A host of web documentaries are included, though the entire collection has already been available at starwars.com for quite some time. These segments include: Here We Go Again (a look at shooting on digital video) , Wedgie 'Em Out (the creation of the starfighter), We Didn't Go to the Desert to Get a Suntan (shooting on location in hot temperatures), Trying to Do My Thing (the casting of Hayden Christensen), A Twinkle Beyond Pluto (casting extras), It's All Magic (more visual effects), Revvin' It to the Next Level (more sound design), A Jigsaw Puzzle (building miniatures and models), Bucket Head (the Fetts), Good to G.O. (all about the Jedi), P-19 (creating Natalie Portmanís wardrobe) and Reel 6 (the climactic action sequences). Each of these interesting featurettes run approximately six minutes.
Three other featurettes, entitled Love, Story, and Action each run ten minutes in length. These are the most character-driven featurettes on the disc and are very interesting. The Action piece is perhaps the best as it deals with the swashbuckling adventure that has been on display in every film.
OK, now for the deleted scenes. Eight deleted scenes have been touched up and polished for inclusion on this DVD. Lucas and ILM have gone through the excised sequences and added visual effects as well as introductions as to why each scene was cut. The bulk of the deleted scenes deal mainly with the love story aspect, though one does show us more of what happens to Anakin and Padmé when they are captured after the Droid Factory sequence. The scenes included are: Jedi Temple Analysis Room, Padme Addresses the Senate, Obi-Wan and Mace—Jedi Landing Platform, Extended Arrival on Naboo, Padmé's Parent's House, Padmé's Bedroom, Dooku Interrogates Padmé, and Anakin and Padmé on Trial.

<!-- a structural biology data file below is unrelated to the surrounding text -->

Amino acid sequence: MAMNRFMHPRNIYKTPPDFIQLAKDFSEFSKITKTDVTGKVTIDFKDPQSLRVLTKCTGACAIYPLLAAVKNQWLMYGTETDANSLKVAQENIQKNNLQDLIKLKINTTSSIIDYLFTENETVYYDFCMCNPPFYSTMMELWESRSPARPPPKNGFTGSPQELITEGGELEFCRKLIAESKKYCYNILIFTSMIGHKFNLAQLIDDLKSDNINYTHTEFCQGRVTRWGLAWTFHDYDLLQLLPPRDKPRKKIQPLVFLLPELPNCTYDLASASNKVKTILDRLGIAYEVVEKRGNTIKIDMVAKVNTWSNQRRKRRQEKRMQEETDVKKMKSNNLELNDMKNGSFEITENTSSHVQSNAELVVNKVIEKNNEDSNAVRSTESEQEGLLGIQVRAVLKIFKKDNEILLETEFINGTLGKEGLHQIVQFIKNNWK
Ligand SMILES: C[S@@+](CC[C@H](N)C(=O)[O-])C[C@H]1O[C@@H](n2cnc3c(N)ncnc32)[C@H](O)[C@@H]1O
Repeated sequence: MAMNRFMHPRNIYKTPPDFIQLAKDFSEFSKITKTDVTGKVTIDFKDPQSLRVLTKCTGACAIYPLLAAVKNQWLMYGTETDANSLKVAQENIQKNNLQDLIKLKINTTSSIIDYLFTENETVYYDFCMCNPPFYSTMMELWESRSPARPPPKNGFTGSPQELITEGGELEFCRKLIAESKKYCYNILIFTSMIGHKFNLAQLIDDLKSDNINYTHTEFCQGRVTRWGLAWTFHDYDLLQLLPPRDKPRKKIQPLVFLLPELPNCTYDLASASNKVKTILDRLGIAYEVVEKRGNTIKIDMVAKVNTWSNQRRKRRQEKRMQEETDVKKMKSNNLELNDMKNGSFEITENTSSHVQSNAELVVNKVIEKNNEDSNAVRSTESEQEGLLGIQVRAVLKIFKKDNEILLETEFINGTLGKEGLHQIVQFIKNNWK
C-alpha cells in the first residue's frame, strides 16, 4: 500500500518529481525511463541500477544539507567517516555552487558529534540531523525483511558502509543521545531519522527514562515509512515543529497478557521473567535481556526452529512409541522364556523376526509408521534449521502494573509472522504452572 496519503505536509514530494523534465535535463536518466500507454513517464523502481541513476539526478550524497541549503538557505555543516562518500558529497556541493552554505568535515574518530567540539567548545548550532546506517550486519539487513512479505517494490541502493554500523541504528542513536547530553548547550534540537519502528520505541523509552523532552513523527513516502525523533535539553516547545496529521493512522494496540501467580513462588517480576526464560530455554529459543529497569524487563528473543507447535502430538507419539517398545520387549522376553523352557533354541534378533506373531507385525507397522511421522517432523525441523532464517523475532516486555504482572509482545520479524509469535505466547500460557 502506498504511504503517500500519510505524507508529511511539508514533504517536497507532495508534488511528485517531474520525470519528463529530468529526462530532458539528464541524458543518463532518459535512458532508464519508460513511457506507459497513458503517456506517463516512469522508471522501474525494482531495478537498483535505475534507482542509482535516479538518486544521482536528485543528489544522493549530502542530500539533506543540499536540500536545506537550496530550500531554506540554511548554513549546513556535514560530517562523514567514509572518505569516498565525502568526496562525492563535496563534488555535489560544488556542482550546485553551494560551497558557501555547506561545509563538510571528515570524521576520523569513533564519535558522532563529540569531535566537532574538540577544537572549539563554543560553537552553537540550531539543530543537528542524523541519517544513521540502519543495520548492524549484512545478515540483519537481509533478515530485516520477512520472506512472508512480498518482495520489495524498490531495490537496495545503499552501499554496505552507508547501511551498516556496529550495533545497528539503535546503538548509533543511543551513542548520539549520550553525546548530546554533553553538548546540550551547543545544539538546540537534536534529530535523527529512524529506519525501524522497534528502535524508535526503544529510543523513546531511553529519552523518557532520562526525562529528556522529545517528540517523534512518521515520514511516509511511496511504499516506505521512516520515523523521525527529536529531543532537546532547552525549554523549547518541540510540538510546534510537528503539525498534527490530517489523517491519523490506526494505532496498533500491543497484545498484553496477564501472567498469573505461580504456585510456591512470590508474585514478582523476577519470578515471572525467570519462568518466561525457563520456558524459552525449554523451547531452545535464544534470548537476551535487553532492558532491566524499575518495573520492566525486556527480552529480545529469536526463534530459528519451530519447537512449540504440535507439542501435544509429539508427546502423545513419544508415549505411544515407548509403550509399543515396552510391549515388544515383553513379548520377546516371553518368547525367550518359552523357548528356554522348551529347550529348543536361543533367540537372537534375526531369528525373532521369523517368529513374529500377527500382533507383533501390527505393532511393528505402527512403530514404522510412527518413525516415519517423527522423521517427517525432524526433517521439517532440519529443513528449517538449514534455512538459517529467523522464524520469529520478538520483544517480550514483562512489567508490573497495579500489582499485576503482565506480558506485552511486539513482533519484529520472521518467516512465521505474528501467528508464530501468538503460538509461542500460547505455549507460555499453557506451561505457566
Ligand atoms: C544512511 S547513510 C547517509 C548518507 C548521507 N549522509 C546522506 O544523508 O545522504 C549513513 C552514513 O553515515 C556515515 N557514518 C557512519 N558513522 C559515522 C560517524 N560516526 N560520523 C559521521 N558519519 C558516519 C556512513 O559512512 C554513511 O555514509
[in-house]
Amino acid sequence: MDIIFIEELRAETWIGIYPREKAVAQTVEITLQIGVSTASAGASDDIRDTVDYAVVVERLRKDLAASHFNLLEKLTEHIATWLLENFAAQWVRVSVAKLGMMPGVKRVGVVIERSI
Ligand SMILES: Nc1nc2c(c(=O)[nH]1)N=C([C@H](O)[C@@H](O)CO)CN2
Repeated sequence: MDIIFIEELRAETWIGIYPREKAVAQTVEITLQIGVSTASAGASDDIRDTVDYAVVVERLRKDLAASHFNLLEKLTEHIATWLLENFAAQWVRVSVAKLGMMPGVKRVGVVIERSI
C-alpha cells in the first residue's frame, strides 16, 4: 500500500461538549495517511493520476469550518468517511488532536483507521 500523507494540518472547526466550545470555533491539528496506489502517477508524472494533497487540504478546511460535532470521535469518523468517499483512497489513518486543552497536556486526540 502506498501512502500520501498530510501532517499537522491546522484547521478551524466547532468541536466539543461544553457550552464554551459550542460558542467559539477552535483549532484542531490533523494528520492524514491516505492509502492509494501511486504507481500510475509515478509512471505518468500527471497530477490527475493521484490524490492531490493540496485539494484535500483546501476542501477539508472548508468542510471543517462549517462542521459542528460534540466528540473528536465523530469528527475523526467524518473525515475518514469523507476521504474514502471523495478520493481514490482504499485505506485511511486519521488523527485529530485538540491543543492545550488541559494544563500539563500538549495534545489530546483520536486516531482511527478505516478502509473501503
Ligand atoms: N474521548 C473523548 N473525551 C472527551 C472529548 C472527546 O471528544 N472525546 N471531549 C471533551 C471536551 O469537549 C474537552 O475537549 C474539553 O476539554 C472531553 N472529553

A series of photo galleries as well as a visual effects breakdown montage are accessible from Dex's Kitchen and are interesting, though not overly entertaining. Also available is a six-minute preview for R2-D2: Beyond the Dome, a six-minute trailer for the mockumentary on the little ladies' man. Look for a very, very funny line from Samuel L. Jackson about the origins of the little guy.
Now then, you want promotional materials, well you are in luck. Attack of the Clones did not receive the large promotional push that The Phantom Menace did, but the effort was certainly still there. Three theatrical trailers are presented in Dolby Surround and anamorphic widescreen. Next up are twelve television spots including the Spider-Man take off, "Biggest Action Hero." Funny, funny stuff. The "Across the Stars" music video is presented in Dolby Surround and anamorphic widescreen and is fun for a one-time viewing. Finally, a collection of posters in various languages and facsimiles of promotional outdoor advertising are available for viewing. All of these extra features are wrapped up in a series of lovely animated menus. Like The Phantom Menace, the menu system alternates from one location to another, and can be accessed by finding one of several easter eggs. Search hard enough and you will find an outtake reel.
Extras Grade: A
Final CommentsEasily the best DVD of the year to this point, Attack of the Clones offers a trio of perfect attributes. The image quality is the best I have ever seen, the sound mix may be the best reason yet to invest in a high-end audio system, and the extra features are informative and far from merely promotional. Oh yeah, the film is pretty great too. Highly recommended.